LOS ANGELES (Oct. 21, 2015) — Susman Godfrey, one of the nation’s top law firms, has expanded its nationwide class-action lawsuit against Volkswagen Group of America to include plaintiffs in 18 states, including Arizona, California, Colorado, Connecticut, Delaware, Georgia, Illinois, Louisiana, Maryland, Massachusetts, Minnesota, Mississippi, New York, Ohio, Oregon, Texas, Utah and Virginia.
Originally filed Sept. 24 in California, the suit claims Volkswagen secretly used software designed to cheat emissions tests and falsely advertised its vehicles as environmentally friendly. Due to those actions, consumers were deceived into purchasing what they believed were eco-conscious “CleanDiesel” vehicles that actually emit up to 40 times the legal limit of nitrogen oxide.
“We are pleased to expand this lawsuit, as we know hundreds of thousands of people across the country have been affected by Volkswagen’s deceptive actions,” said Steven Sklaver, a Susman Godfrey attorney on the Volkswagen case. “We look forward to helping compensate these consumers for their losses.”
Buyers of the 2009 to 2015 Jetta and Jetta SportWagen models, 2010 to 2015 Audi A3 and Golf models, 2012 to 2015 Beetle, Beetle Convertible and Passat models, and the 2015 Golf SportWagen model are alleged to have paid a significant premium for so-called “CleanDiesel” vehicles. It now appears these consumers actually received vehicles that cannot even pass state and federal emissions standards.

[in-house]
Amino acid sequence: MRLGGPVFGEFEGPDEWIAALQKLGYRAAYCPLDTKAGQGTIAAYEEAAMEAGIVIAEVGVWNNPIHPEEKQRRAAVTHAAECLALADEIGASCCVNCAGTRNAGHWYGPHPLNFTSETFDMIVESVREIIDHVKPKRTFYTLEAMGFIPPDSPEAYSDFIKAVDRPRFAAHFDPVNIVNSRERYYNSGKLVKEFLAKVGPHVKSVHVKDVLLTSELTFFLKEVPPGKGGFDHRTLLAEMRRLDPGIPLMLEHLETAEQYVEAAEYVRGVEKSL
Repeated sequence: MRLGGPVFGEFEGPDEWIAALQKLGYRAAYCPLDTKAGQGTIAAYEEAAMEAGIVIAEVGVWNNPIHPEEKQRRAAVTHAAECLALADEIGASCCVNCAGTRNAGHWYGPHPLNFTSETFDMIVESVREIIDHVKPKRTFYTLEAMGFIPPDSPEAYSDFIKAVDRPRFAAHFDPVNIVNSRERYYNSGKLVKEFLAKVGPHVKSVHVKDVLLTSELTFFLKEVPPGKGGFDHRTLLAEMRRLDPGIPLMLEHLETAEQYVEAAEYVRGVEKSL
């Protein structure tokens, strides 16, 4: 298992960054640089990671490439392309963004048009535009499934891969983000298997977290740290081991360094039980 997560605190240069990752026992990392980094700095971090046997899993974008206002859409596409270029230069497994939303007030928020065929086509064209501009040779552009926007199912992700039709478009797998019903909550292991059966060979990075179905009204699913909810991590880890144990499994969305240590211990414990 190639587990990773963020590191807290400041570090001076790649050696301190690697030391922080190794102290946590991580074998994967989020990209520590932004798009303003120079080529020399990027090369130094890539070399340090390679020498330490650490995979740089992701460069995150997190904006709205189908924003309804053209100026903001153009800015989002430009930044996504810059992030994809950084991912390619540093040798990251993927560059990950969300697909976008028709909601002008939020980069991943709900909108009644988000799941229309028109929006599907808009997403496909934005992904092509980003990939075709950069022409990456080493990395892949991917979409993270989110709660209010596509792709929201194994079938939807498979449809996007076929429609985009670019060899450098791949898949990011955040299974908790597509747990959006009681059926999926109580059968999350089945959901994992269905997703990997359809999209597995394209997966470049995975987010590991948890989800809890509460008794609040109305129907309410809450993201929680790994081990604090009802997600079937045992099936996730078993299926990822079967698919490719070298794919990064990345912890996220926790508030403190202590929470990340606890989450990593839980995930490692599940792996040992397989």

With a long track record of achieving substantial verdicts and settlements for its clients in numerous high-profile cases, Susman Godfrey has been recognized repeatedly for its prowess in plaintiffs’ litigation. Recently, Law360, published by Portfolio Media, honored the firm on its “Most Feared Plaintiffs Firms” list for the third year in a row. The National Law Journal, published by American Lawyer Media, named the firm to its 2014 “Plaintiffs Hot List.”
The firm’s recent results include an historic $1.6 billion settlement in the Toyota unintended acceleration class action, where Marc Seltzer served as co-lead counsel for the class. The Toyota class received net benefits valued at approximately $1.4 billion.
The lawsuit filed by Susman Godfrey against Volkswagen alleges United States Environmental Protection Agency and California Air Resources Board investigations found Volkswagen secretly installed emission “defeat devices” in over 482,000 vehicles in the United States alone. Volkswagen has now admitted to installing similar devices in 11 million vehicles worldwide. The devices allow Volkswagen vehicles to defeat emissions tests by engaging emissions controls only when testing is detected by the vehicles in question. When the vehicles are not undergoing emissions testing, those emission controls are disengaged, allowing the vehicles to emit pollutants in quantities up to 10 to 40 times the legal limit.
According to the lawsuit, Volkswagen concedes that it installed the defeat devices in its “CleanDiesel” vehicles, and the head of Volkswagen’s United States Division gave the following confession: “Let’s be clear about this. Our company was dishonest. With the EPA, and the California Air Resources Board, and with all of you. And in my German words, we have totally screwed up.”